Photo Editor: Job Description, Duties and Requirements
A career as a photo editor usually requires previous experience as a photographer, as well as a bachelor's degree and classes in photography, visual arts or digital media. Relevant master's degree programs are also available for those seeking advancement opportunities; they may lead to positions such as photography department supervisor or editorial chief.
Job Description of a Photo Editor
A photo editor often works for a website, newspaper, magazine or book publisher. They are typically responsible for selecting, editing, positioning and publishing the photos to accompany the text of the publication. Photo editors may also supervise staff photographers, give photo assignments and make sure that others complete their work on time.
Job Duties of a Photo Editor
The duties of a photo editor differ depending on the type of industry. Photo editors may meet with managers to discuss what types of pictures are needed for a certain project and then give out photo assignments to their staff. After the pictures are taken, the photo editor typically looks the pictures over and if changes are needed, alters the photos accordingly.
In large corporations, photo editors have a photography staff to take photos. However, in smaller organizations, photo editors may be responsible for taking their own photos or use photo stock agencies to purchase pictures to meet the needs of the project. Additional duties of a photo editor may include training new staff members, ordering supplies for the photo department and making sure that the cameras and other equipment are working properly.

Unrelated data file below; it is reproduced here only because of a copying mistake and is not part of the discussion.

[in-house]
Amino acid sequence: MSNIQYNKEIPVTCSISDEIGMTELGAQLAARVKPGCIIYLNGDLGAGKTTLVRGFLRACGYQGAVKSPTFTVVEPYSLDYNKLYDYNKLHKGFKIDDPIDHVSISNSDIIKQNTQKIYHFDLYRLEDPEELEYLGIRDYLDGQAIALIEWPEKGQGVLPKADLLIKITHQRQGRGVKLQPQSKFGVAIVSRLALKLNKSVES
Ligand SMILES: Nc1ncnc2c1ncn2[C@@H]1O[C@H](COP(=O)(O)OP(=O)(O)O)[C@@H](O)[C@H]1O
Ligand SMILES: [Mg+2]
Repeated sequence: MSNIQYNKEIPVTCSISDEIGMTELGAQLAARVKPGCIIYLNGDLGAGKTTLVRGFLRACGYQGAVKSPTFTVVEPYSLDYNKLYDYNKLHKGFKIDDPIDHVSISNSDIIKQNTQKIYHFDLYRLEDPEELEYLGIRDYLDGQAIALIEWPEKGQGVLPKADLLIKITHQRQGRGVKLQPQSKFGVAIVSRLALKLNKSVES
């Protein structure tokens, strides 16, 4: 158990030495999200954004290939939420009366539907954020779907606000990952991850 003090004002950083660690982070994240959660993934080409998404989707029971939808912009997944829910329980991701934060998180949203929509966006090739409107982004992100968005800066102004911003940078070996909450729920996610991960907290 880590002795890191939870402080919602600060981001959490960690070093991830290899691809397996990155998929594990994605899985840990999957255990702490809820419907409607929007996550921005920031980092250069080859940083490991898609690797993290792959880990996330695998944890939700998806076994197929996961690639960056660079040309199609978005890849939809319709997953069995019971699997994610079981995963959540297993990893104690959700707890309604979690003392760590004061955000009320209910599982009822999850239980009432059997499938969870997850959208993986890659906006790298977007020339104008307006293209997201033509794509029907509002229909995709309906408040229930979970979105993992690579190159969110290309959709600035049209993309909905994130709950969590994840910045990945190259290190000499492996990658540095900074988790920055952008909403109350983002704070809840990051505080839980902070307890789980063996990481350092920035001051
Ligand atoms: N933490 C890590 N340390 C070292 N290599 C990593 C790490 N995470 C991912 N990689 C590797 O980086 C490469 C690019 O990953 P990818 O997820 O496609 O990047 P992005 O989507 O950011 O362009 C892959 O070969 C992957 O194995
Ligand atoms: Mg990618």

Requirements to Become a Photo Editor
Individuals interested in a career as a photo editor often need a bachelor's degree in photography, visual arts or digital media. These 4-year programs typically include classes in studio design, photo editing and digital imaging.
For those wanting to advance their careers, there are several master's degree programs in photography. The majority of these programs require some educational background in photography and art history. At this level, students typically study advance courses in such areas as digital editing, studio lighting, computer imaging and color photography.
Salary Information and Employment Outlook
According to the U.S. Bureau of Labor Statistics (BLS), today's photographers normally use digital cameras and edit their own work on computers. In 2012, the BLS reported an annual average salary of $36,330 for photographers. The BLS also projected 13% employment growth for photographers, from 2010-2020, with self-employed professionals looking forward to a 15% increase.
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